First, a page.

Virtual Therapy

From the facilitator:


This summer we will hold Virtual Group Sessions, and it is important that you know why. I was initially reluctant to meet with clients, individual or group, on a virtual platform. It seemed counter intuitive to me. Social behavior, I reasoned, was essentially a matter which required a physical presence. I even delayed Spring Groups for several weeks based on this assumption.


Eventually, though, I began to see some individual clients virtually, and I was shocked. The sessions were actually more productive (in most cases). Social issues were somehow more effectively addressed online. Really. I kid you not. It remains unclear to me why this might be, but I have some thoughts I’d like to share which I am still wrestling with. This is a work in progress, but progress is indeed being made.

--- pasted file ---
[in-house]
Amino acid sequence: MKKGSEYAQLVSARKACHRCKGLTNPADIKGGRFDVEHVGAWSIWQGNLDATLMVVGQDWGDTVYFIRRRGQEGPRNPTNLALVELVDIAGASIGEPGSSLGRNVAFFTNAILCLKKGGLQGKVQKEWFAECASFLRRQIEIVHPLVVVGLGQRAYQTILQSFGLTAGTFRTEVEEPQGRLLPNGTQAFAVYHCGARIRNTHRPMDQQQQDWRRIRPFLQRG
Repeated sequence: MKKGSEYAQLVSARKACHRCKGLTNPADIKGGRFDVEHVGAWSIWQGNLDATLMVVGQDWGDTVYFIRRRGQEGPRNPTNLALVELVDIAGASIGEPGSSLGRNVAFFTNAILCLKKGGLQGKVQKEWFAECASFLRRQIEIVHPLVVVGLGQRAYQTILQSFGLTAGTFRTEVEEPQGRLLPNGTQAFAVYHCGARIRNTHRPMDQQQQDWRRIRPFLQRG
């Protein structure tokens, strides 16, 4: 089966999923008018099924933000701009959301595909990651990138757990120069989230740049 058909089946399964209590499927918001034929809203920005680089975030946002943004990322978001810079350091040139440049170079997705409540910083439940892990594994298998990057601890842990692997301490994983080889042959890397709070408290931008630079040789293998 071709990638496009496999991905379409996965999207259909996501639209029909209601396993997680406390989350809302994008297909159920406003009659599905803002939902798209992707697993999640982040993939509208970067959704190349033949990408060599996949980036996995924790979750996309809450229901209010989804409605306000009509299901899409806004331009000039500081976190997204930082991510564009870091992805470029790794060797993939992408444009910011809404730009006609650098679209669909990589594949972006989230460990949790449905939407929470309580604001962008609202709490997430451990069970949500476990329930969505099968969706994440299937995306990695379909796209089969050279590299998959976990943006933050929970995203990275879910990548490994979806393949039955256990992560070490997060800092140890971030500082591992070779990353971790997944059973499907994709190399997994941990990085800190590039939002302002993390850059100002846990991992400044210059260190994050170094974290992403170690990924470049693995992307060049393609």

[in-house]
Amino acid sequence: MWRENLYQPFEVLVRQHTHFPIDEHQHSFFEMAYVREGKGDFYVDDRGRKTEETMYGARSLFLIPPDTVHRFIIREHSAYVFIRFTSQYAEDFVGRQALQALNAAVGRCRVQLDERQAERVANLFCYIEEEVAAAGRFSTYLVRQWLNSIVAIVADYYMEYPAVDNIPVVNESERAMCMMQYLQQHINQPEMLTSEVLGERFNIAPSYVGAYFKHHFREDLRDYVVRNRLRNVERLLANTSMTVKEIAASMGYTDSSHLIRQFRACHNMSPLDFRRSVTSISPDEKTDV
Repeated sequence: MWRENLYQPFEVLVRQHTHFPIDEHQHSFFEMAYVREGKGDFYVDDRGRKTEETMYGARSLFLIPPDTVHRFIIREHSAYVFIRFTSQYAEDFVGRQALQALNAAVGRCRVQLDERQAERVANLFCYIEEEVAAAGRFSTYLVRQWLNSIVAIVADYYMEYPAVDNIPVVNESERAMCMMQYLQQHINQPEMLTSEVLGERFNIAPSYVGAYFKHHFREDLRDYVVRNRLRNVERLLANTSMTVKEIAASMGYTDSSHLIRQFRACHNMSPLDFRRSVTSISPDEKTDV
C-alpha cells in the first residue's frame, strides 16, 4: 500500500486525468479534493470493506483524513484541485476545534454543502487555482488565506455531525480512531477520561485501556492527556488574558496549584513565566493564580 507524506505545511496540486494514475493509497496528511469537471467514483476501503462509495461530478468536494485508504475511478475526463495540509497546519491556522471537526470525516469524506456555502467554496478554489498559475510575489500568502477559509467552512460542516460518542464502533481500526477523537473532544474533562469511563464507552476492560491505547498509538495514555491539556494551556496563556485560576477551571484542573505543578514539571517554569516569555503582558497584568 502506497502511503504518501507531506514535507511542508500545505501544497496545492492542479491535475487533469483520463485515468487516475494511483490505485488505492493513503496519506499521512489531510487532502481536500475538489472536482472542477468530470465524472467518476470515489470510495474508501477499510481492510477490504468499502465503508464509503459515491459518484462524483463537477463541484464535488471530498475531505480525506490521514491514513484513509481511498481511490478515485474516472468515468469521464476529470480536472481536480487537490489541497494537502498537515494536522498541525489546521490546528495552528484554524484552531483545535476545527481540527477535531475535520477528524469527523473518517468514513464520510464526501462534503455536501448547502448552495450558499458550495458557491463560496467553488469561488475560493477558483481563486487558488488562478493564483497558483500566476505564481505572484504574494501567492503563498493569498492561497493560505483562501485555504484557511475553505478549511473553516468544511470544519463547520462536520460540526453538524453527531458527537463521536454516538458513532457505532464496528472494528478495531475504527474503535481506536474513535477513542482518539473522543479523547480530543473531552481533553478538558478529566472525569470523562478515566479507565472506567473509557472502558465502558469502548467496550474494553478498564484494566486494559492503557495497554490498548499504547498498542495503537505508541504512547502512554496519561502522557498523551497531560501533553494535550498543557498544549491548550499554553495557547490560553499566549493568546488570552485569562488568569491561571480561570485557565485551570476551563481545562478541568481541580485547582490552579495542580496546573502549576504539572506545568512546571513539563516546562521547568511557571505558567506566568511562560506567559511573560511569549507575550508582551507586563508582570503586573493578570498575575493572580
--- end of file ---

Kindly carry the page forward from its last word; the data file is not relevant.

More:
A shift toward virtual interaction has already occurred organically among young people (and out of necessity among the rest of us). The rules and equations of virtual interaction differ somewhat from traditional social norms. Some are in a kind of Limbo, but I’m coming to understand those which are better established. Students will benefit from learning certain skills in the context in which they will likely be employing them.


Simple examples would be how to greet one another, how to present oneself visually, a new notion of eye contact, taking turns in a different kind of conversation. There are many others. Most of what we mean by social skill remains the same–perspective taking, for example, is still as essential. Other factors which come into play include, obviously, current health concerns, lowered anxiety, novelty, ease of access suggesting improved attendance, convenience, and more.


So for those reasons, Groups will be virtual this summer, and possibly will continue in that format beyond the pandemic, though I expect to make both virtual and office appointments available for individual sessions. This is an issue of great interest to me. I would welcome your feedback, both questions and insights. It’s something we’re all going to need to come to terms with as the world changes beneath our feet, and new norms come into play.


Thomas C. Merriman, Ed.D., C.A.S.